Ludum Dare 29 — Ludum Dare And The Game Jam Ethos
Ludum Dare, the international ‘accelerated game development event’, hosted their first game jam and competition for the year this past weekend (25th – 29th April). The international brand, started in 2002 by Geoff Howland as a competition, now runs a concurrent game jam and hosts three regular events a year. Each year the numbers increase, the quality of the games increase and the buzz grows. Ludum Dare is becoming an important part of the Indie Game calendar.
Game Jams (and competitions) have been around a while now, but they seem to be growing in both size and importance. A Game Jam is a simple concept. A bunch of people get together for a set amount of time, generally 24 or 48 Hours, and in that time they make a game. Simple, overwhelming, exhilarating and quite frankly a little silly. Yet they work and they are fun. The model borrows from existing formats of cultural production like the 48 Hour Film Project and the 24 Hour Plays, both of which have had similar international success to Ludum Dare and made their way to our shores.
- Competition: Place Your Bets To Win A Razer Orochi Gaming Mouse | 20 hours ago
- EGMR Awards 2014: Best RPG | 2 days ago
- EGMR Awards 2014: Best Action Adventure Game | 2 days ago
- EGMR Awards 2014: Best Shooter | 2 days ago
Films, plays and games are all collaborative art forms and as such lend themselves to this sort of format. They invite groups of artists to work together in an intense situation and force themselves to produce an array of cultural products (the Ludum Dare competition is a solo campaign but the jam is co-op). These art forms need people to work together to function. Games, generally, are made by a team. And a play or film with actors and no director are generally quite shoddy. These jams are important in creating and affirming communities of both producers and receivers of art. After all, games are made to be played.
Though all these media allow for the constrained and intimate means of work of a jam, games in particular invite this kind of community driven creation. This is in part just because we work in the digital age and it is easy to share, to view and to partake in jams from anywhere in the world. But more importantly I think is that we like to play. And we like to play games. All games have rules and generally some sort of time constraint (whether that is until completion or, in games with no end, until we pass out). Game jams are in some ways just big games in and of themselves. We play at making games, with particular restraints, where we challenge ourselves to finish making a game before the game ends.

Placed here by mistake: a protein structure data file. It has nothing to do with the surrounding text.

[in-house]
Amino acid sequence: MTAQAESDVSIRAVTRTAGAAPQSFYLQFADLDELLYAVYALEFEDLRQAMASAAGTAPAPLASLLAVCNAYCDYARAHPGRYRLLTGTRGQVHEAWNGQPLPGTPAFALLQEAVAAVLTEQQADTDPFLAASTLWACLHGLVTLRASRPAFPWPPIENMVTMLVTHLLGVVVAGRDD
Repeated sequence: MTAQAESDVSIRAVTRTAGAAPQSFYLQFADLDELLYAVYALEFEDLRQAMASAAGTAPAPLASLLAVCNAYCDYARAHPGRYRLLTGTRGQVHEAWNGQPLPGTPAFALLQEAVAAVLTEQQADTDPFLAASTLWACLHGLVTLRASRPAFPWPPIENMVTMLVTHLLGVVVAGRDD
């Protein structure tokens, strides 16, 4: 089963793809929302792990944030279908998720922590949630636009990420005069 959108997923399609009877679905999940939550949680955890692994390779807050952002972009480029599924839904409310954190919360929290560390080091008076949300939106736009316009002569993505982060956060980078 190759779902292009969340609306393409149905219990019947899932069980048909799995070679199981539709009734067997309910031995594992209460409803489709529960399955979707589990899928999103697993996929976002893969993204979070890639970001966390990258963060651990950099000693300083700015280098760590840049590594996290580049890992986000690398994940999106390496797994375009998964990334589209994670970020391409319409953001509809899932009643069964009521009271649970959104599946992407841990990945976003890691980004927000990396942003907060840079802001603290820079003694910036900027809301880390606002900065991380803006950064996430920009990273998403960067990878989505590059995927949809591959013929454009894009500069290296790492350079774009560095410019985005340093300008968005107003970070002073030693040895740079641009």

The time constraint of the game jam is particularly interesting. The jam crams what would otherwise take months into a ridiculously short period of time. And the fascination with this restraint? I’m not sure. I think in some ways the game jam is a means for challenging oneself. If you enter a game jam you are testing your craft. The conditions allow you to see your work ethic and ability under close scrutiny and you can then tell if you are bullshitting yourself or if you actually have talent. In another vein the jams are a way to actually produce something that daily life otherwise denies. A lot of the Ludum Dare participants are not game developers, or if they are, they do not have the time to produce prototypes as they are working on larger projects. Some people have day jobs and can only put aside 48 hours to make games 3 times a year. Often the pressure of the game jam prevents the developers from over-thinking their games: they enter, have to make a game and just do it. These games can and sometimes do become the seeds of much larger games or projects. And the time constraint is also a sort of masochistic pleasure.
I did not participate, but just playing the submitted games, following the posts around the event and seeing how excited the participants were, it seems that Ludum Dare 29 was a success. This year there were 2497 games submitted and though I’m not even close to playing all of those games, I have enjoyed freely playing some of the games that were created under these extraordinary conditions. There is a certain simplicity and pleasure in the creation that is evident when playing these games. Some of the participants are clearly trying to be clever and win the competition or jam, but those tend not to be the best games. The games that are a pleasure are the ones where the creators just experimented and made a prototype that they loved.
I have only participated in one Game Jam myself and I wrote some stuff for a game that was made at the jam. Unfortunately that game jam did not lend itself to the work of a writer, nor were the games produced dependent on the writing. But, that didn’t matter. In fact, it didn’t matter to those jamming if this was the first game you ever made. It was of no concern whether or not you could code, write, animate, think or anything else really. As long as you were present and wanted to play and make games you were welcome. The frustration and creativity were palpable in the room, as was the fun.
If you missed Ludum Dare this time, join next time. If you are feeling unsure about being a participant then go to their site and start playing the games. Keep your eyes out for local game jams or the bigger international ones. You never know, you may end up playing the next big game in its infancy, or create the prototype of your masterpiece. Whatever the case, game jams help to create and mould our gaming communities and they are damn exciting.
P.S. You should also head over to Make Games SA and you can see some of the prototypes that came from the South African participants in this year’s Ludum Dare.